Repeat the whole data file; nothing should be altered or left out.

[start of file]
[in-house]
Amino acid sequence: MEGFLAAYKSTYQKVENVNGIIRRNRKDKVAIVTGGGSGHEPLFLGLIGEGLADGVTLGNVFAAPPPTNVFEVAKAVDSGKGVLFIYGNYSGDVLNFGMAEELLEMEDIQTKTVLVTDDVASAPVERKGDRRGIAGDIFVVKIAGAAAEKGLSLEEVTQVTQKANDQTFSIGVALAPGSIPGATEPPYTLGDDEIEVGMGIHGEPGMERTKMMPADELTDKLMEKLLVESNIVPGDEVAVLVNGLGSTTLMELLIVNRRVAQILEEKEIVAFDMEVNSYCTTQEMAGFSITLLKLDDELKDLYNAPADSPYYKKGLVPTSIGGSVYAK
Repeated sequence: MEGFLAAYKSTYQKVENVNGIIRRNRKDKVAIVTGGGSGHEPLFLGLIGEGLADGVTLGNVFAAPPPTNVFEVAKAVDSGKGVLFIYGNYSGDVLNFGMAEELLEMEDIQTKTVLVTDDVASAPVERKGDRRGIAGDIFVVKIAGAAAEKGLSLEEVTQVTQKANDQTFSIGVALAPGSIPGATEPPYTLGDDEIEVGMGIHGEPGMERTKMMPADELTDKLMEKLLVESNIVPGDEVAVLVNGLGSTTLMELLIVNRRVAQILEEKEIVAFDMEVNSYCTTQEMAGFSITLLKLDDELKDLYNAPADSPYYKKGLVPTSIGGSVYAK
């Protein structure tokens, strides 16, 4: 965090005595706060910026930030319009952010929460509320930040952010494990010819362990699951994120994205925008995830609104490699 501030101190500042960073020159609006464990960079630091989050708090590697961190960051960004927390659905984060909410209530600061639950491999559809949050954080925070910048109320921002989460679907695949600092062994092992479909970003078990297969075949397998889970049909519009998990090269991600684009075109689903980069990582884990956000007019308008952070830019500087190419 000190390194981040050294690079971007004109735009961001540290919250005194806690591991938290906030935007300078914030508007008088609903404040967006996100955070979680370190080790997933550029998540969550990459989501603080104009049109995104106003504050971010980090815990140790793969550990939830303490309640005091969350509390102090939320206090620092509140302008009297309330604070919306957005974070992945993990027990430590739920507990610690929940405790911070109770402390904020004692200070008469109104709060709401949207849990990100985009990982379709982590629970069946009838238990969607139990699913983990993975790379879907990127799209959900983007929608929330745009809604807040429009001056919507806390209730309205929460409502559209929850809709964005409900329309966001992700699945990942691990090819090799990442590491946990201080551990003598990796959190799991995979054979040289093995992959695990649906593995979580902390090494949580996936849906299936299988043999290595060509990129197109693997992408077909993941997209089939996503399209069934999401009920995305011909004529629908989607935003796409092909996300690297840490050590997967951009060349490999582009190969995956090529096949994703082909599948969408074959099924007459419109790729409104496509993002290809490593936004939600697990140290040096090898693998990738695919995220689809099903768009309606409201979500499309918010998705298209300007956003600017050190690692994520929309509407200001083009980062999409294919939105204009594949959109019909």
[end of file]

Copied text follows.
[in-house]
Amino acid sequence: MEGFLAAYKSTYQKVENVNGIIRRNRKDKVAIVTGGGSGHEPLFLGLIGEGLADGVTLGNVFAAPPPTNVFEVAKAVDSGKGVLFIYGNYSGDVLNFGMAEELLEMEDIQTKTVLVTDDVASAPVERKGDRRGIAGDIFVVKIAGAAAEKGLSLEEVTQVTQKANDQTFSIGVALAPGSIPGATEPPYTLGDDEIEVGMGIHGEPGMERTKMMPADELTDKLMEKLLVESNIVPGDEVAVLVNGLGSTTLMELLIVNRRVAQILEEKEIVAFDMEVNSYCTTQEMAGFSITLLKLDDELKDLYNAPADSPYYKKGLVPTSIGGSVYAK
Repeated sequence: MEGFLAAYKSTYQKVENVNGIIRRNRKDKVAIVTGGGSGHEPLFLGLIGEGLADGVTLGNVFAAPPPTNVFEVAKAVDSGKGVLFIYGNYSGDVLNFGMAEELLEMEDIQTKTVLVTDDVASAPVERKGDRRGIAGDIFVVKIAGAAAEKGLSLEEVTQVTQKANDQTFSIGVALAPGSIPGATEPPYTLGDDEIEVGMGIHGEPGMERTKMMPADELTDKLMEKLLVESNIVPGDEVAVLVNGLGSTTLMELLIVNRRVAQILEEKEIVAFDMEVNSYCTTQEMAGFSITLLKLDDELKDLYNAPADSPYYKKGLVPTSIGGSVYAK
């Protein structure tokens, strides 16, 4: 965090005595706060910026930030319009952010929460509320930040952010494990010819362990699951994120994205925008995830609104490699 501030101190500042960073020159609006464990960079630091989050708090590697961190960051960004927390659905984060909410209530600061639950491999559809949050954080925070910048109320921002989460679907695949600092062994092992479909970003078990297969075949397998889970049909519009998990090269991600684009075109689903980069990582884990956000007019308008952070830019500087190419 000190390194981040050294690079971007004109735009961001540290919250005194806690591991938290906030935007300078914030508007008088609903404040967006996100955070979680370190080790997933550029998540969550990459989501603080104009049109995104106003504050971010980090815990140790793969550990939830303490309640005091969350509390102090939320206090620092509140302008009297309330604070919306957005974070992945993990027990430590739920507990610690929940405790911070109770402390904020004692200070008469109104709060709401949207849990990100985009990982379709982590629970069946009838238990969607139990699913983990993975790379879907990127799209959900983007929608929330745009809604807040429009001056919507806390209730309205929460409502559209929850809709964005409900329309966001992700699945990942691990090819090799990442590491946990201080551990003598990796959190799991995979054979040289093995992959695990649906593995979580902390090494949580996936849906299936299988043999290595060509990129197109693997992408077909993941997209089939996503399209069934999401009920995305011909004529629908989607935003796409092909996300690297840490050590997967951009060349490999582009190969995956090529096949994703082909599948969408074959099924007459419109790729409104496509993002290809490593936004939600697990140290040096090898693998990738695919995220689809099903768009309606409201979500499309918010998705298209300007956003600017050190690692994520929309509407200001083009980062999409294919939105204009594949959109019909």